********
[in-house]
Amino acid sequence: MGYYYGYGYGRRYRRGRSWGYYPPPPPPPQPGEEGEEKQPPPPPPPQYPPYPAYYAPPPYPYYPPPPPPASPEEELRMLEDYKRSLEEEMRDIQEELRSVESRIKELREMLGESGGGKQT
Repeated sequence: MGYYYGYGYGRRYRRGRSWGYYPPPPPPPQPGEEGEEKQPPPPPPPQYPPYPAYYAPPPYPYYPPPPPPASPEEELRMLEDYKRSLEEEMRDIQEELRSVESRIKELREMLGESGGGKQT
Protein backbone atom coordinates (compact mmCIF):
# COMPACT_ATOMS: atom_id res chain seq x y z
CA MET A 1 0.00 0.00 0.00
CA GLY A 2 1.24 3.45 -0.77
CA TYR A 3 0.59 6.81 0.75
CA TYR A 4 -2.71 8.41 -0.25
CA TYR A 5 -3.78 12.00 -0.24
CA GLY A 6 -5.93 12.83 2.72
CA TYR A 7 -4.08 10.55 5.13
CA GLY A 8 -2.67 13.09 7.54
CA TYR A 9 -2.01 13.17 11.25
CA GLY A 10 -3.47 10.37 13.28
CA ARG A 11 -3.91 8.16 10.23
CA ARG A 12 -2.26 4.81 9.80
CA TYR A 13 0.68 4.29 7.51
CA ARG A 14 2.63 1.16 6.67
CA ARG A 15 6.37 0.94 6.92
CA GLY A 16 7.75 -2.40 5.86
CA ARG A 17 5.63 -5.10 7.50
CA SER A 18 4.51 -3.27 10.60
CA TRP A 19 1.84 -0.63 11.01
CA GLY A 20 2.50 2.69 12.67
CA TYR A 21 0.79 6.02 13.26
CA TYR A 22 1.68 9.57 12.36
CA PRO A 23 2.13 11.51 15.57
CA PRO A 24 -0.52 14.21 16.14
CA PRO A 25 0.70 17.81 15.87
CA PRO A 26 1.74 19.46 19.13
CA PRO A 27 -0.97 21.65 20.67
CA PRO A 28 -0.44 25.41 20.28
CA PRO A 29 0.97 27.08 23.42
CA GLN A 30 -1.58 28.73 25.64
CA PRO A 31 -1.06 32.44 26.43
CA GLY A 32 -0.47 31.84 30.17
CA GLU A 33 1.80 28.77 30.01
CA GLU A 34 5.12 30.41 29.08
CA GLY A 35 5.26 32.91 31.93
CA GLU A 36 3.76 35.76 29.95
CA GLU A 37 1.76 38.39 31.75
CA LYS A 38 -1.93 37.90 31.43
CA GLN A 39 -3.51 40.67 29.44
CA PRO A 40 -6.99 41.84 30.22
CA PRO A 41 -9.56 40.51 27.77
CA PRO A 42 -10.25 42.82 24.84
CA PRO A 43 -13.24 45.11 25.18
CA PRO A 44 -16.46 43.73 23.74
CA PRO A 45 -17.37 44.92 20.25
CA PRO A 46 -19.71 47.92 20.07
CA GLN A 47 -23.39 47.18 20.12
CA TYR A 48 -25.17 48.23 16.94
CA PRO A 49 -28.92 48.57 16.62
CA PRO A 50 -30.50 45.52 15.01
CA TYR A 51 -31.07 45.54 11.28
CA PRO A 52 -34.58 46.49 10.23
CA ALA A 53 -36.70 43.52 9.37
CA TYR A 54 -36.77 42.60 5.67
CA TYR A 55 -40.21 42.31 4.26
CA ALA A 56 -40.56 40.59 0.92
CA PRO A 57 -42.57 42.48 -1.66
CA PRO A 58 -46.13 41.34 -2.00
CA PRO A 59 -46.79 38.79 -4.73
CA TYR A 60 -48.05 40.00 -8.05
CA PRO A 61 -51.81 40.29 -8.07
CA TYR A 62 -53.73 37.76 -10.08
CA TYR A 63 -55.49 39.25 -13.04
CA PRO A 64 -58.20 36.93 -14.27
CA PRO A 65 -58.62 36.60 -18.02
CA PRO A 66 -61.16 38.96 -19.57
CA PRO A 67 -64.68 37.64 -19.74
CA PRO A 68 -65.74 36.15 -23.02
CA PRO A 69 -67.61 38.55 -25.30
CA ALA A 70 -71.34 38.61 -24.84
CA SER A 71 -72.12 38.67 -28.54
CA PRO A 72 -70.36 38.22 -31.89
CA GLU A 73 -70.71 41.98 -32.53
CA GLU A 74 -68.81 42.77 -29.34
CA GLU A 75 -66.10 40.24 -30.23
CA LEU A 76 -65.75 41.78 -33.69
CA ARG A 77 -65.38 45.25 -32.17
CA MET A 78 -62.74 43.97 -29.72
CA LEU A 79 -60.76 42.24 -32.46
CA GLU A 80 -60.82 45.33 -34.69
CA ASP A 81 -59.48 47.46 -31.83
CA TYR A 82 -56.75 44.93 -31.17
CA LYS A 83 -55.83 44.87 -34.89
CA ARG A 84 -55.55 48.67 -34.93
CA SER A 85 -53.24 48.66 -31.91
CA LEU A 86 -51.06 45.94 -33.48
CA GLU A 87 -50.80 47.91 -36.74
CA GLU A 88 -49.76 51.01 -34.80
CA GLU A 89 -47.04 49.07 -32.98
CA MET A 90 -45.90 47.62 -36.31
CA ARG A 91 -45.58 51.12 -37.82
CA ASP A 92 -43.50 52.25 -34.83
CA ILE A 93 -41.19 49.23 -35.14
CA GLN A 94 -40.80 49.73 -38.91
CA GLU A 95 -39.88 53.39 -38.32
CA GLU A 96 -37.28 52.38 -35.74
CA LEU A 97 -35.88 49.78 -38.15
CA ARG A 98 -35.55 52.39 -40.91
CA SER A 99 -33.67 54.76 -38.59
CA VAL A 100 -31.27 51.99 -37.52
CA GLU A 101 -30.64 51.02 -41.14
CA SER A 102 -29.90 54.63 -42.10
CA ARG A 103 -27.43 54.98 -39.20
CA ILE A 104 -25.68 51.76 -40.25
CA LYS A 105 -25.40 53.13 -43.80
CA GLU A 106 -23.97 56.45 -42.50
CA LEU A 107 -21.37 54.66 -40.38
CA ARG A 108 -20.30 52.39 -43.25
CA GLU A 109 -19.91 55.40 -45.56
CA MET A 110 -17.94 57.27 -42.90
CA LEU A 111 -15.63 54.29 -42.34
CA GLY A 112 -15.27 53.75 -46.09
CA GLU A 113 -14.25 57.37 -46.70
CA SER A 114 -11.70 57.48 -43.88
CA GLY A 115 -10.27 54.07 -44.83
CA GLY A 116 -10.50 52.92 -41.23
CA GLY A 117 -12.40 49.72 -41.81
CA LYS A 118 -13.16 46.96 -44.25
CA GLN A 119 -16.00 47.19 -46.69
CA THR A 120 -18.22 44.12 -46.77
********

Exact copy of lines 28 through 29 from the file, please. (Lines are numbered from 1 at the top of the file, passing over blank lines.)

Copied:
CA PRO A 23 2.13 11.51 15.57
CA PRO A 24 -0.52 14.21 16.14